Research and choose a segment to target
After doing some deeper research on your identified segments, you’ll want to choose the segment you want to target in your marketing campaign. The segment you choose to target will depend on your resources and your goals.
When choosing a particular segment, you may want to consider:
- Size—Is it large enough to support your goals?
- Growth potential—Is the segment going to grow in the future in size or purchasing power?
- Purchasing power—Will the segment have the resources to purchase your product?
- Needs and wants—Is the segment’s needs and wants aligned with what you have to offer?
- Competition—What is the level of competition within the segment? Are you able to differentiate your product?
The Hooley’s Segment Attractiveness and Resource Strength Framework
The Hooley’s Segment Attractiveness and Resource Strength Framework is another way to identify which segment is the best choice for your next campaign. The framework helps you identify the most attractive market segments and your ability to compete for those segments.
The framework consists of two dimensions: segment attractiveness and resource strength.
The segment attractiveness dimension evaluates the potential of a particular market segment, while the resource strength dimension evaluates a company’s ability to compete in that segment.
Segment attractiveness is evaluated based on the following criteria:
- Market size and growth potential
- Profitability and potential returns
- Competitive intensity and rivalry
- Entry barriers and ease of entry
- Customer needs and wants
- Compatibility with the company’s mission and values
Resource strength is evaluated based on the following criteria:
- Financial resources
- Marketing capabilities
- Human resources and skills
- Technological capabilities
- Distribution and supply chain capabilities
- Brand equity and reputation
With this data, you can weigh the potential of various segments to figure out which are the best, which need improvement, which are poor prospects, and which are your worst prospects.
Create offers, craft messaging, and choose advertising venues
After making a final decision on which segment to target, you’ll need to decide how to design your offers, how to communicate with the audience, and where to share your messages so they reach your desired audience.
When it comes to designing your offers, think about the segment’s major pain points and their biggest desires. Are they tight on disposable income? Do they want something to do with their kids? Are they looking for something practical or are they seeking leisure?
These kinds of questions will help you think about what kind of offer to make to gain their interest.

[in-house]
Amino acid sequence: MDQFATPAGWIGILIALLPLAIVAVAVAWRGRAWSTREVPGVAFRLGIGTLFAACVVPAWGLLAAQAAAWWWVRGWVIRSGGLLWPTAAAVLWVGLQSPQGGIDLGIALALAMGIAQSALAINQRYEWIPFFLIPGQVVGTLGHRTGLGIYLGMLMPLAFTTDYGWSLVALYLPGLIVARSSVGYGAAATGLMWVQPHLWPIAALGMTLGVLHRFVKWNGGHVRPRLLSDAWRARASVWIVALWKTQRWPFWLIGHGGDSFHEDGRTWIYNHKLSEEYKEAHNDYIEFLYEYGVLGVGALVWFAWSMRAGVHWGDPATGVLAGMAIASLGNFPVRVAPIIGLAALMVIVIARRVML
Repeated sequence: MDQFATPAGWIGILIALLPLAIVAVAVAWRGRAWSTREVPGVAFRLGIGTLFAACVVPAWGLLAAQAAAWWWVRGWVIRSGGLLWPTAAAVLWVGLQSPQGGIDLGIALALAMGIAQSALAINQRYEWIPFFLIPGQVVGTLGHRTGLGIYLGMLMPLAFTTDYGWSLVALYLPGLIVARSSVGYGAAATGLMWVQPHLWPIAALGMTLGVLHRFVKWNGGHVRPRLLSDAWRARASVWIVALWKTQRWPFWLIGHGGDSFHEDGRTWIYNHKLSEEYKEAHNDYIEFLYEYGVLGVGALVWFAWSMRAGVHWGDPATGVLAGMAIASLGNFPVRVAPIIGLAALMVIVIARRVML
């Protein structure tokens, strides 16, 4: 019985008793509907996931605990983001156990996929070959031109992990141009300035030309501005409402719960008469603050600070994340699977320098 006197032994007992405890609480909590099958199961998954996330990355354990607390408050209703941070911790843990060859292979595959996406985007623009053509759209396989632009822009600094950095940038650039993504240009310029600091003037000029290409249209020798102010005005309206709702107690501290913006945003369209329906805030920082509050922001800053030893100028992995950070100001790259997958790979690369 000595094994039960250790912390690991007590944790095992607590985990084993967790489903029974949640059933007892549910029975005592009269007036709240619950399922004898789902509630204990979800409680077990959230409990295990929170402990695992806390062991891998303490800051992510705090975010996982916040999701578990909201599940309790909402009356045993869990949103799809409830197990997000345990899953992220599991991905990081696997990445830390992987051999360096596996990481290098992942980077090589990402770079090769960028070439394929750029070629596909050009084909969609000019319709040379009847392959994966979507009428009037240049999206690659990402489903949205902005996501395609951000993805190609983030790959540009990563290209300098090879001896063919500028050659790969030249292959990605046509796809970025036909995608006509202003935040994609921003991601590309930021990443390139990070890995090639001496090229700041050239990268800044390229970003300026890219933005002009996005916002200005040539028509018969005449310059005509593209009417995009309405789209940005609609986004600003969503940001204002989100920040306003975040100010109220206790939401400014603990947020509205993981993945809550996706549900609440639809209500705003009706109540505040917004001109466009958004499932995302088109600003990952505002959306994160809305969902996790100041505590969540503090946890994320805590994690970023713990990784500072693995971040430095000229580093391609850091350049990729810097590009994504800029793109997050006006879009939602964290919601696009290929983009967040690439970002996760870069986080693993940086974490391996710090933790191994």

When developing your messaging, use language that the segment uses in their daily lives. For instance, you may want to avoid slang or trendy language with an older audience. If your advertising contains images or sounds, make sure they resonate with the segment’s everyday experience.
Finally, choose advertising venues where your audience segment spends their time. One way to do this is with the Also Visited table in One2Target’s Audience Overlap Report.
Let’s say we wanted to run some voice ads on music streaming websites. We could filter the Visited Domains table to show only music based domains. Here’s a look at adidas.com’s and puma.com’s also visited pages in the music category.
Notice the differences in the lists of domains offered by One2Target. For Adidas, which had an older audience, Spotify is the top visited domain in the music category. So if we were targeting our segment of women aged 45-54, we might place ads here.
Puma, on the other hand, had a younger audience. Their top music sites were genius.com, and lower down the list, tidal.com, a music streaming service more popular among younger audiences. These might be our choices if we were targeting our younger segment.
Think Long Term with Your Market Segmentation Strategy
Audience segmentation is a powerful tool that can help you improve your marketing plan and more effectively reach your target audience. By breaking your market into smaller, more specific groups based on key characteristics, you can create more relevant and personalized marketing campaigns.
It’s important to remember as you move toward the future that markets change and audiences evolve. Because of this constant change, it’s important to return to your segmentation strategy on a regular basis to make sure you’re still speaking to your audience’s needs. This will allow you to build longer and stronger relationships with your customers, increase engagement, and ultimately drive sales.